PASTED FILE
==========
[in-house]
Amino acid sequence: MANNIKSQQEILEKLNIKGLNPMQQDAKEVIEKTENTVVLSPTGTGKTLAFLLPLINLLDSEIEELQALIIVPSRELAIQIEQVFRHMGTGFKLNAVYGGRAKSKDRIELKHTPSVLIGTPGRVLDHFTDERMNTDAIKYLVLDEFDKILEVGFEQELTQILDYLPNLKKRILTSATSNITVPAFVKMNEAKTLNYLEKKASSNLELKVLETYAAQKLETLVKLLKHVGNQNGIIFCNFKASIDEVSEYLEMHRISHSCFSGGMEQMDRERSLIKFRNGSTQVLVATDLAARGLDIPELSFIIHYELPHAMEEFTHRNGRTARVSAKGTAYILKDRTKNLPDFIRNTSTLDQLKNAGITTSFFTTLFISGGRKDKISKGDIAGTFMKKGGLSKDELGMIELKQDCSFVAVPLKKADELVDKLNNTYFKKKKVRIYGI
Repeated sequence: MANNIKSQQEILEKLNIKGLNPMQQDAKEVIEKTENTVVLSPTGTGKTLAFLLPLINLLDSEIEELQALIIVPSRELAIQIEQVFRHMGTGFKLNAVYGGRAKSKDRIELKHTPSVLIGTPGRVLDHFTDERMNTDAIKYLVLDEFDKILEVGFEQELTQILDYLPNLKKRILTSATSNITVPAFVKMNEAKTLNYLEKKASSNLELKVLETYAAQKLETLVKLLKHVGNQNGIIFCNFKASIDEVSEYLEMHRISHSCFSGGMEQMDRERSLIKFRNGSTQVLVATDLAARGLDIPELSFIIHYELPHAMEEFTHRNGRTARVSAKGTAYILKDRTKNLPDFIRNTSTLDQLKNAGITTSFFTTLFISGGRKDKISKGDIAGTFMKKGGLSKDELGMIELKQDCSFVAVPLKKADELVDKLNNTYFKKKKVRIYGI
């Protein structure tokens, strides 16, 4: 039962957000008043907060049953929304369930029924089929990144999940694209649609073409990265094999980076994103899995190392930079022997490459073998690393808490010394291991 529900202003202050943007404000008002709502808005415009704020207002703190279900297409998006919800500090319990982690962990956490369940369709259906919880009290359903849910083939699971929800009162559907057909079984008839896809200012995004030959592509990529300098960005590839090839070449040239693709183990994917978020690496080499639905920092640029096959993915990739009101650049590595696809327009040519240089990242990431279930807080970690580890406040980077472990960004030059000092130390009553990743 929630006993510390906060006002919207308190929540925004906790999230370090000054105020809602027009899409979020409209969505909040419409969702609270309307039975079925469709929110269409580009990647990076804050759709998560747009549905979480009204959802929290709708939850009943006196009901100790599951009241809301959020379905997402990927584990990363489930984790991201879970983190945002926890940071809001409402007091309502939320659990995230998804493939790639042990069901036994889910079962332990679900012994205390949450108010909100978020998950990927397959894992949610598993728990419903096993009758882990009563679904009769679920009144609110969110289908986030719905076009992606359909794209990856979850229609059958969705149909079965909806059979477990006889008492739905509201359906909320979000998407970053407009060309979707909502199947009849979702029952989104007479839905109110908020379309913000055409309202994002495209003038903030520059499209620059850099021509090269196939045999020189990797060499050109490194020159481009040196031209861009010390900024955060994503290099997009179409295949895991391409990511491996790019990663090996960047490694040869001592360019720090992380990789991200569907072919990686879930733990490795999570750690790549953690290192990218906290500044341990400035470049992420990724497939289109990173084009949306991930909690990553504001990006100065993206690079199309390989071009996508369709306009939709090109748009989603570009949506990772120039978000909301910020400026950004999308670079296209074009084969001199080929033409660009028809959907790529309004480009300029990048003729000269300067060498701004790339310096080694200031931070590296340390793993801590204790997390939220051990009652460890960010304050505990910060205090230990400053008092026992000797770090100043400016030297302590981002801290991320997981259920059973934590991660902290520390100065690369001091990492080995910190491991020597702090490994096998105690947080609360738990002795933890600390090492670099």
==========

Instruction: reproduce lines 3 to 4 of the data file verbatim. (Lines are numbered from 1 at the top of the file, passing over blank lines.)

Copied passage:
Repeated sequence: MANNIKSQQEILEKLNIKGLNPMQQDAKEVIEKTENTVVLSPTGTGKTLAFLLPLINLLDSEIEELQALIIVPSRELAIQIEQVFRHMGTGFKLNAVYGGRAKSKDRIELKHTPSVLIGTPGRVLDHFTDERMNTDAIKYLVLDEFDKILEVGFEQELTQILDYLPNLKKRILTSATSNITVPAFVKMNEAKTLNYLEKKASSNLELKVLETYAAQKLETLVKLLKHVGNQNGIIFCNFKASIDEVSEYLEMHRISHSCFSGGMEQMDRERSLIKFRNGSTQVLVATDLAARGLDIPELSFIIHYELPHAMEEFTHRNGRTARVSAKGTAYILKDRTKNLPDFIRNTSTLDQLKNAGITTSFFTTLFISGGRKDKISKGDIAGTFMKKGGLSKDELGMIELKQDCSFVAVPLKKADELVDKLNNTYFKKKKVRIYGI
């Protein structure tokens, strides 16, 4: 039962957000008043907060049953929304369930029924089929990144999940694209649609073409990265094999980076994103899995190392930079022997490459073998690393808490010394291991 529900202003202050943007404000008002709502808005415009704020207002703190279900297409998006919800500090319990982690962990956490369940369709259906919880009290359903849910083939699971929800009162559907057909079984008839896809200012995004030959592509990529300098960005590839090839070449040239693709183990994917978020690496080499639905920092640029096959993915990739009101650049590595696809327009040519240089990242990431279930807080970690580890406040980077472990960004030059000092130390009553990743 929630006993510390906060006002919207308190929540925004906790999230370090000054105020809602027009899409979020409209969505909040419409969702609270309307039975079925469709929110269409580009990647990076804050759709998560747009549905979480009204959802929290709708939850009943006196009901100790599951009241809301959020379905997402990927584990990363489930984790991201879970983190945002926890940071809001409402007091309502939320659990995230998804493939790639042990069901036994889910079962332990679900012994205390949450108010909100978020998950990927397959894992949610598993728990419903096993009758882990009563679904009769679920009144609110969110289908986030719905076009992606359909794209990856979850229609059958969705149909079965909806059979477990006889008492739905509201359906909320979000998407970053407009060309979707909502199947009849979702029952989104007479839905109110908020379309913000055409309202994002495209003038903030520059499209620059850099021509090269196939045999020189990797060499050109490194020159481009040196031209861009010390900024955060994503290099997009179409295949895991391409990511491996790019990663090996960047490694040869001592360019720090992380990789991200569907072919990686879930733990490795999570750690790549953690290192990218906290500044341990400035470049992420990724497939289109990173084009949306991930909690990553504001990006100065993206690079199309390989071009996508369709306009939709090109748009989603570009949506990772120039978000909301910020400026950004999308670079296209074009084969001199080929033409660009028809959907790529309004480009300029990048003729000269300067060498701004790339310096080694200031931070590296340390793993801590204790997390939220051990009652460890960010304050505990910060205090230990400053008092026992000797770090100043400016030297302590981002801290991320997981259920059973934590991660902290520390100065690369001091990492080995910190491991020597702090490994096998105690947080609360738990002795933890600390090492670099």